The Finding Friendship Oral History Project is a joint effort of the Friendship Museum and the Friendship Village School, directed by Sally Merrick, museum volunteer, and Gaylea Hynd, teacher. In 2003-2004 sixth grade students conducted taped interviews of three generations of lobstermen and women, as well as others associated with the lobstering industry. Printed copies of the interviews and CDs of the printed transcripts are available at the Friendship Museum in Friendship, Maine.
Steven, an experienced lobsterman hailing from Friendship Village, lobsters with his older brother, a junior in high school who owns his own lobster boat. They follow in the footsteps of their father and uncles. Steven's lobstering adventures take him to various locations, including the river, Friendship Long Island, Hall Island, Franklin Island, Egg Rock, and several other spots along the way, venturing out past Egg Rock and fishing in waters as deep as thirty-five fathoms. From the early hours of the morning until midday, Steven and his brother dedicate their efforts to baiting traps, measuring lobsters, and handling the daily catch.
Scope and Content Note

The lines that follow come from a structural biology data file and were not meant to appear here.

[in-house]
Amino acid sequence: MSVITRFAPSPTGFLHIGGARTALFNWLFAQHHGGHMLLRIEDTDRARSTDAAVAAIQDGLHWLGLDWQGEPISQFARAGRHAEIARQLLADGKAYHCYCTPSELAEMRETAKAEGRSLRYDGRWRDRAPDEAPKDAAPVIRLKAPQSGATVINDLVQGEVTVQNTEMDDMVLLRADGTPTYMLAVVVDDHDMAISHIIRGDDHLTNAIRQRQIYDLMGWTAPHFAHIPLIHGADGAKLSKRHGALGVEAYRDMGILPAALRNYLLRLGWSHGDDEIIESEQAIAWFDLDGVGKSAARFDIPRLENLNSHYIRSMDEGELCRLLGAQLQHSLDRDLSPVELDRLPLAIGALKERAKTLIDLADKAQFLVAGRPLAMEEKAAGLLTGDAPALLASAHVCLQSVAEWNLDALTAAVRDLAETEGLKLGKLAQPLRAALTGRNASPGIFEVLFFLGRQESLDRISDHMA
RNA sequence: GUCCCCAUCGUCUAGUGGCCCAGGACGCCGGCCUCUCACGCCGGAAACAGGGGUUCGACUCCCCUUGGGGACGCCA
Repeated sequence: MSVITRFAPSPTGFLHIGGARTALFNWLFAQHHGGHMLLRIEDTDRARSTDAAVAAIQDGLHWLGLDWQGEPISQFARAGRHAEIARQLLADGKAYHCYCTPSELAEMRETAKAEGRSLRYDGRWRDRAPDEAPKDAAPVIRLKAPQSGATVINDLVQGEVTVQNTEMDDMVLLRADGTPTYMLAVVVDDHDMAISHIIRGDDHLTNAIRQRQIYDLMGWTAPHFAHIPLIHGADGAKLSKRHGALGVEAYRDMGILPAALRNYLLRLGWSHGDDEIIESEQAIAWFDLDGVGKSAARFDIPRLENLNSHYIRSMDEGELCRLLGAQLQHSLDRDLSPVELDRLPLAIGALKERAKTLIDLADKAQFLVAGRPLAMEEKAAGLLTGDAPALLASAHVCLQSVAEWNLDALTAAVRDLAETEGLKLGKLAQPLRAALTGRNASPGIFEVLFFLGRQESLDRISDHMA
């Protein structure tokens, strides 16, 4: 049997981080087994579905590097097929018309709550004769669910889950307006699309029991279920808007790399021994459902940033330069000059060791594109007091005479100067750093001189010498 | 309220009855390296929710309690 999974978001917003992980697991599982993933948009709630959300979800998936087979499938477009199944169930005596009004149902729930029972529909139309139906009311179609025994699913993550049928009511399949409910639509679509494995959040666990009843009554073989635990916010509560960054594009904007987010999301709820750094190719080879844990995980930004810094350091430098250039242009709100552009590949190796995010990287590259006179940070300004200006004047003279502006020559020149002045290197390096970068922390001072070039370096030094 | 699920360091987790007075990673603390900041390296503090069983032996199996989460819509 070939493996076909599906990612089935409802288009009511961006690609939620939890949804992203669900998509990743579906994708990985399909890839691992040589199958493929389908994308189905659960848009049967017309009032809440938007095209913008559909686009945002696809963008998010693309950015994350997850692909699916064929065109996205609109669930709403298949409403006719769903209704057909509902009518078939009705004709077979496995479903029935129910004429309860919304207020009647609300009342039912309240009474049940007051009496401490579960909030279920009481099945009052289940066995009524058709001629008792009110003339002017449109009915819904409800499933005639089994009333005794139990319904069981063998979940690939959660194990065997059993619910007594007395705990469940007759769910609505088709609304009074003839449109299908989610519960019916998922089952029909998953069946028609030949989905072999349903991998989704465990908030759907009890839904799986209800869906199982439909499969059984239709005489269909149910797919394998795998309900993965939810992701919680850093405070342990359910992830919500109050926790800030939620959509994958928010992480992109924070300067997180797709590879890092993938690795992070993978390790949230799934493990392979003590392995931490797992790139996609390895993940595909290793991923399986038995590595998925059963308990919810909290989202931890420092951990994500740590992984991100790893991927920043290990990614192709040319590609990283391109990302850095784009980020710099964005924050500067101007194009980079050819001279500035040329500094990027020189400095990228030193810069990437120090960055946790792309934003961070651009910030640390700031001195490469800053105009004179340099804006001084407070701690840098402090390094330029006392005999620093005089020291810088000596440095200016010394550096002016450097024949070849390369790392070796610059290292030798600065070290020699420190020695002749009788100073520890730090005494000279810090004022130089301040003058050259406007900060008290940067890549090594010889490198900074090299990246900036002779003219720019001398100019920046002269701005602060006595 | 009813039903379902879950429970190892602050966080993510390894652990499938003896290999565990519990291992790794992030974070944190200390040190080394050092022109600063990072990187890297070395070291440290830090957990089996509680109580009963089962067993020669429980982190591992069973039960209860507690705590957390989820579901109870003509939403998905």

Steven provides valuable insights into his lobstering experience. He has been lobstering for five years, following in the footsteps of his family members, including his father, uncles, and older brother, Philip. Steven and Philip often embark on lobstering expeditions together, going out every day possible during the summer months and Saturdays. He obtained his license by visiting the town office, highlighting the necessary steps taken to engage in lobstering legally. Steven discloses his fishing grounds, which include the river, Friendship Long Island, Hall Island, Franklin Island, Egg Rock, and other spots. When setting traps, he relies on a color machine and flasher for precision. Steven's day typically begins at 3:30 in the morning, and he spends long hours on the boat until around 11:30 or 12:00. As a sternman, his responsibilities include baiting traps, measuring lobsters, and handling the daily catch. Steven discusses the technicalities of hauling traps, attaching the appropriate amount of rope, and using toggles to prevent traps from getting stuck. In terms of his catch, Steven hauls around 150 to 200 traps per day and usually brings in approximately 250 pounds of lobsters. He shares an amusing anecdote about catching an exceptionally large lobster that weighed around 50 to 60 pounds, marveling at how it managed to fit into the trap. Aside from lobsters, Steven encounters a variety of fish in his traps, including flatfish, horn pout, sculpin, dogfish, codfish, stripers, and mackerel. His favorite fish is codfish, while his least favorite is horn pout. He also encounters other sea life, such as crabs, during his time on the water. Steven has a 32-foot vessel with a 360-Chrysler engine. Steven admitts to occasional breakdowns and the inevitable loss of traps and bait bags overboard. Although he had not fallen overboard himself, Steven did mention experiencing seasickness as a child. He reveals that getting caught with a short or v-notched lobster can result in fines or even license suspension.
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